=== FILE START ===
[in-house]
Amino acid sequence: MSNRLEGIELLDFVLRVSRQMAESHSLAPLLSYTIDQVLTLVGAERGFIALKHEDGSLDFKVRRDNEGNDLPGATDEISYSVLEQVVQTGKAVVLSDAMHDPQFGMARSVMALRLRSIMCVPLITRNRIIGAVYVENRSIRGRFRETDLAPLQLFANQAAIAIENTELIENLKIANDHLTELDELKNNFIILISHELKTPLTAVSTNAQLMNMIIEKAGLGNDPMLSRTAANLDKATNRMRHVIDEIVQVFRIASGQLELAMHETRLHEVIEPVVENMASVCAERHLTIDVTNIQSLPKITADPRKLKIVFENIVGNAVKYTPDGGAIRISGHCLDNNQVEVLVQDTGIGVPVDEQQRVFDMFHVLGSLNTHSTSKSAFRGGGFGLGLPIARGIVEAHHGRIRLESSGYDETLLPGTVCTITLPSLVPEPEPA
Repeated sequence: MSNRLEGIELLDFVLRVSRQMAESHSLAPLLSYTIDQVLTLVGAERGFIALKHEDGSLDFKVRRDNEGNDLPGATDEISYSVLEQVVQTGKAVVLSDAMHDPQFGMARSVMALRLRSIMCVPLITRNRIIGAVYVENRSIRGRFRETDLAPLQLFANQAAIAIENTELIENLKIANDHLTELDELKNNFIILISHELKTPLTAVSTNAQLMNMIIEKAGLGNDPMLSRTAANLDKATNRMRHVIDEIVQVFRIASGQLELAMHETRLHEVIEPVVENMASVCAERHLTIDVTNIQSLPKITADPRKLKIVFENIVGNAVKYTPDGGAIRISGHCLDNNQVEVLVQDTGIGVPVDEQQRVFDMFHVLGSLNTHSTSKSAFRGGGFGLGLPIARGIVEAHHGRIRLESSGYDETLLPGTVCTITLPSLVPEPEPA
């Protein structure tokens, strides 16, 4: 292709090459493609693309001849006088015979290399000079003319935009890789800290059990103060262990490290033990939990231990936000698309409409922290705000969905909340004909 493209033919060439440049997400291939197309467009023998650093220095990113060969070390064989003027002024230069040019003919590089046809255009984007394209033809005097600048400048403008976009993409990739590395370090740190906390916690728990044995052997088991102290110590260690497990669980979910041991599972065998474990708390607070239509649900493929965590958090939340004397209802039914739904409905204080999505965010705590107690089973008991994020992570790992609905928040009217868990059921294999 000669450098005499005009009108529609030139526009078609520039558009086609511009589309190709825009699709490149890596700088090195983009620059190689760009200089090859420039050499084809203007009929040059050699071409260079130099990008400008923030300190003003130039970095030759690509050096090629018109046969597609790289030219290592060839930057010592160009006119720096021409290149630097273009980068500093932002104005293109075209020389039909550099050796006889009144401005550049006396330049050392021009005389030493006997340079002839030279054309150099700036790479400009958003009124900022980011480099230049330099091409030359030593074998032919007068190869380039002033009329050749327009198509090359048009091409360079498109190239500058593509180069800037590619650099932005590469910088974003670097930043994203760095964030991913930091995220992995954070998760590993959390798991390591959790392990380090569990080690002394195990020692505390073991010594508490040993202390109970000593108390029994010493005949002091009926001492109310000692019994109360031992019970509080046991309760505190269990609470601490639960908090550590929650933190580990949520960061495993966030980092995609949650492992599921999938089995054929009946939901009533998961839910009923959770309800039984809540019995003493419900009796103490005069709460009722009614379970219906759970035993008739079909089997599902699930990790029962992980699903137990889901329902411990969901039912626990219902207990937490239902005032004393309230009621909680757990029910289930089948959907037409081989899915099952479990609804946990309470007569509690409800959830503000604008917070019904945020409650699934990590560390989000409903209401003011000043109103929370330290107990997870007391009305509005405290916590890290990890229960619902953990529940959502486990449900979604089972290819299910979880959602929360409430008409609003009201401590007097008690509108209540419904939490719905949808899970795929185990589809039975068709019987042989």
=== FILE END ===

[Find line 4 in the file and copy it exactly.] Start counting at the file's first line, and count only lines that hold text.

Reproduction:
């Protein structure tokens, strides 16, 4: 292709090459493609693309001849006088015979290399000079003319935009890789800290059990103060262990490290033990939990231990936000698309409409922290705000969905909340004909 493209033919060439440049997400291939197309467009023998650093220095990113060969070390064989003027002024230069040019003919590089046809255009984007394209033809005097600048400048403008976009993409990739590395370090740190906390916690728990044995052997088991102290110590260690497990669980979910041991599972065998474990708390607070239509649900493929965590958090939340004397209802039914739904409905204080999505965010705590107690089973008991994020992570790992609905928040009217868990059921294999 000669450098005499005009009108529609030139526009078609520039558009086609511009589309190709825009699709490149890596700088090195983009620059190689760009200089090859420039050499084809203007009929040059050699071409260079130099990008400008923030300190003003130039970095030759690509050096090629018109046969597609790289030219290592060839930057010592160009006119720096021409290149630097273009980068500093932002104005293109075209020389039909550099050796006889009144401005550049006396330049050392021009005389030493006997340079002839030279054309150099700036790479400009958003009124900022980011480099230049330099091409030359030593074998032919007068190869380039002033009329050749327009198509090359048009091409360079498109190239500058593509180069800037590619650099932005590469910088974003670097930043994203760095964030991913930091995220992995954070998760590993959390798991390591959790392990380090569990080690002394195990020692505390073991010594508490040993202390109970000593108390029994010493005949002091009926001492109310000692019994109360031992019970509080046991309760505190269990609470601490639960908090550590929650933190580990949520960061495993966030980092995609949650492992599921999938089995054929009946939901009533998961839910009923959770309800039984809540019995003493419900009796103490005069709460009722009614379970219906759970035993008739079909089997599902699930990790029962992980699903137990889901329902411990969901039912626990219902207990937490239902005032004393309230009621909680757990029910289930089948959907037409081989899915099952479990609804946990309470007569509690409800959830503000604008917070019904945020409650699934990590560390989000409903209401003011000043109103929370330290107990997870007391009305509005405290916590890290990890229960619902953990529940959502486990449900979604089972290819299910979880959602929360409430008409609003009201401590007097008690509108209540419904939490719905949808899970795929185990589809039975068709019987042989």